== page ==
I was working at my desk later than usual the other night.  Books, yellow papers and blue pens were strewn everywhere.  The temperature had dropped to nearly 4 degrees.  Skies from windows near me were vast and dark, black as charcoal.   No glowing moon or twinkling stars could be seen.  God kept them hidden behind warm blankets of the sleeping sun.

Suddenly my cell phone rang.  It read, “Dad,” on the small colored screen.

“Hi, Kim how’s your voice today?” he asked in measured tones.

“Not, bad, I’m doing everything I can.”  He was covering something, I thought to myself.  A tone of careful concern could be heard coming from that speech of his.

My father is 81 years old.  I’ve known him long enough to recognize little nuances in his voice, the measured pauses here and there.  I sensed something was about to spring forth.  My chest tightened a bit at the thought of this.  Was I about to get some bad news?  It was the kind of call I wasn’t sure I wanted to hear.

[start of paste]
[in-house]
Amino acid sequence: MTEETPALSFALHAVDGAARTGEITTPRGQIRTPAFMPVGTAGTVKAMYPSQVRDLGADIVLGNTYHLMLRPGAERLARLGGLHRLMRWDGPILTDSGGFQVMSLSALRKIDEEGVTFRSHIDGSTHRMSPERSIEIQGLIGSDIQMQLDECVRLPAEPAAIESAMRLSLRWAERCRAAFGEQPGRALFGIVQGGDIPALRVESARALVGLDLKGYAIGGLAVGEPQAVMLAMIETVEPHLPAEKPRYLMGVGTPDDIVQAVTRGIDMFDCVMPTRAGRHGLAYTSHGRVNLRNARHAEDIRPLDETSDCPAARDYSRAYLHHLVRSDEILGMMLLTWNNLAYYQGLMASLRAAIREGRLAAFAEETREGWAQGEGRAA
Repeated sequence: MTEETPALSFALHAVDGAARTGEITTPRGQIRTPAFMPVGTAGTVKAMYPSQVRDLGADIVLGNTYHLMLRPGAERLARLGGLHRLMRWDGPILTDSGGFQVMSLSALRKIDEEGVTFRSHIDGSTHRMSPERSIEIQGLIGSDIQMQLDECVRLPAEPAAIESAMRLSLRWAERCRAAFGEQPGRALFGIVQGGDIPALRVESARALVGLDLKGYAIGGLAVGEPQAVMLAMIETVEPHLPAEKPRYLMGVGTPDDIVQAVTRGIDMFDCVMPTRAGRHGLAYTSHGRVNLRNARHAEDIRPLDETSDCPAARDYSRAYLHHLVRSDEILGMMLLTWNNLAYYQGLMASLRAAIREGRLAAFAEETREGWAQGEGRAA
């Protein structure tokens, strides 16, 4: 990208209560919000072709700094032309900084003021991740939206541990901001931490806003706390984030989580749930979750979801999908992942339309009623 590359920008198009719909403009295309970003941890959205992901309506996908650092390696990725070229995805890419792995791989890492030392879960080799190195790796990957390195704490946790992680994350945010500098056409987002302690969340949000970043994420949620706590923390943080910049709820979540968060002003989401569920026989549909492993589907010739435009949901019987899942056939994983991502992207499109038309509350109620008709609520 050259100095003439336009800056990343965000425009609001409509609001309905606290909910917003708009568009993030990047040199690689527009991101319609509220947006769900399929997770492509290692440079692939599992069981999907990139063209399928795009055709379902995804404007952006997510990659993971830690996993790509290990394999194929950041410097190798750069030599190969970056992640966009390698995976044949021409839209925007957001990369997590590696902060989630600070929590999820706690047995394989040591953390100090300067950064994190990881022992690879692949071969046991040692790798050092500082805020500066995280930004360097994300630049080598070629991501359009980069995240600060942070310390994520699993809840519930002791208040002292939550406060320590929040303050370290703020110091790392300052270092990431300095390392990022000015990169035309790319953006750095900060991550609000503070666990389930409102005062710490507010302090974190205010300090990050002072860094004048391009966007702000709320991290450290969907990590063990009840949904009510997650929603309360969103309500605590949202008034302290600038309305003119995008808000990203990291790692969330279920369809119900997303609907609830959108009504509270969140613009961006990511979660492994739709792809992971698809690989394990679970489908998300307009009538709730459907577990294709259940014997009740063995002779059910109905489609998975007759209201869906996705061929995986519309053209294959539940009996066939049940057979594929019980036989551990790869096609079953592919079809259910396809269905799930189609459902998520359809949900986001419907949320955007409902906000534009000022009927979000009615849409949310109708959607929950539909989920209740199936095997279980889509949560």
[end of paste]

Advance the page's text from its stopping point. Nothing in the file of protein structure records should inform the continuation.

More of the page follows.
“I went to the doctor today,” he said, carefully.  “My blood sugar is a little too high.”

We went on to speak for several more minutes, playing a “game” of sorts.  I found out exactly what his doctor told him.   In return, he found out exactly what his doctor meant.  I assured my father that his “number” was not that high.    Still, it was an alarm to me.  Knowing diabetes as well as I do, his number is on the borderline.  Life changes need to be made.  He is ready, prepared to agree even before calling me.

My father is at that point in life where doctors are a weekly event.  He’s trying his best to keep his body, mind and spirit up to par.  Like anyone, he wants to live out his years the best that they can be.  He needs a little “maintenance!” He’s determined to do whatever it takes.  A change in diet here, a little more exercise there.   A small price to pay for a longer, healthier life.  Happier too, in every way!

My father doesn’t take his blessings lightly.  He will do whatever it takes.  I dare to say this morning, he’s walking in the Arizona desert.  Up the mountains, passing old saguaro cactuses where flowers on top may be blooming.  If not now than very soon.  I bet he’s saying a prayer, too, thanking God for yet another beautiful day.

6 thoughts on “Maintenence

  1. Till there’s breath, a human can do anything. Your father’s just doing that. He is a messenger. Giving the message “Keep moving forward”. Beautiful words!


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